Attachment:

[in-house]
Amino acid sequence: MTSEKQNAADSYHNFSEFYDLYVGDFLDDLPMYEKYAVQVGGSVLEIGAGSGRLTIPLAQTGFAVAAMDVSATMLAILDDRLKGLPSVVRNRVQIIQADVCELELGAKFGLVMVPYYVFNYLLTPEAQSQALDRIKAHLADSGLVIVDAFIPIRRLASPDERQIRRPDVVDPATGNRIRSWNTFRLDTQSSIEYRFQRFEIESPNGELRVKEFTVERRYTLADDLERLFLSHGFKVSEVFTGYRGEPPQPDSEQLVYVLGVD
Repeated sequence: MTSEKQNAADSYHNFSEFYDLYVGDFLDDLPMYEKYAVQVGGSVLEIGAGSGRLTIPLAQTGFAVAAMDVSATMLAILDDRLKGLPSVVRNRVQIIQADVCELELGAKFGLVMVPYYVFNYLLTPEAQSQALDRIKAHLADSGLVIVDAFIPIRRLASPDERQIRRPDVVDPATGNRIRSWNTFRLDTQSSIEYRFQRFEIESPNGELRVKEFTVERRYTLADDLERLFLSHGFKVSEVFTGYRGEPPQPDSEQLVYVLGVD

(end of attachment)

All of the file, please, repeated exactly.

[in-house]
Amino acid sequence: MTSEKQNAADSYHNFSEFYDLYVGDFLDDLPMYEKYAVQVGGSVLEIGAGSGRLTIPLAQTGFAVAAMDVSATMLAILDDRLKGLPSVVRNRVQIIQADVCELELGAKFGLVMVPYYVFNYLLTPEAQSQALDRIKAHLADSGLVIVDAFIPIRRLASPDERQIRRPDVVDPATGNRIRSWNTFRLDTQSSIEYRFQRFEIESPNGELRVKEFTVERRYTLADDLERLFLSHGFKVSEVFTGYRGEPPQPDSEQLVYVLGVD
Repeated sequence: MTSEKQNAADSYHNFSEFYDLYVGDFLDDLPMYEKYAVQVGGSVLEIGAGSGRLTIPLAQTGFAVAAMDVSATMLAILDDRLKGLPSVVRNRVQIIQADVCELELGAKFGLVMVPYYVFNYLLTPEAQSQALDRIKAHLADSGLVIVDAFIPIRRLASPDERQIRRPDVVDPATGNRIRSWNTFRLDTQSSIEYRFQRFEIESPNGELRVKEFTVERRYTLADDLERLFLSHGFKVSEVFTGYRGEPPQPDSEQLVYVLGVD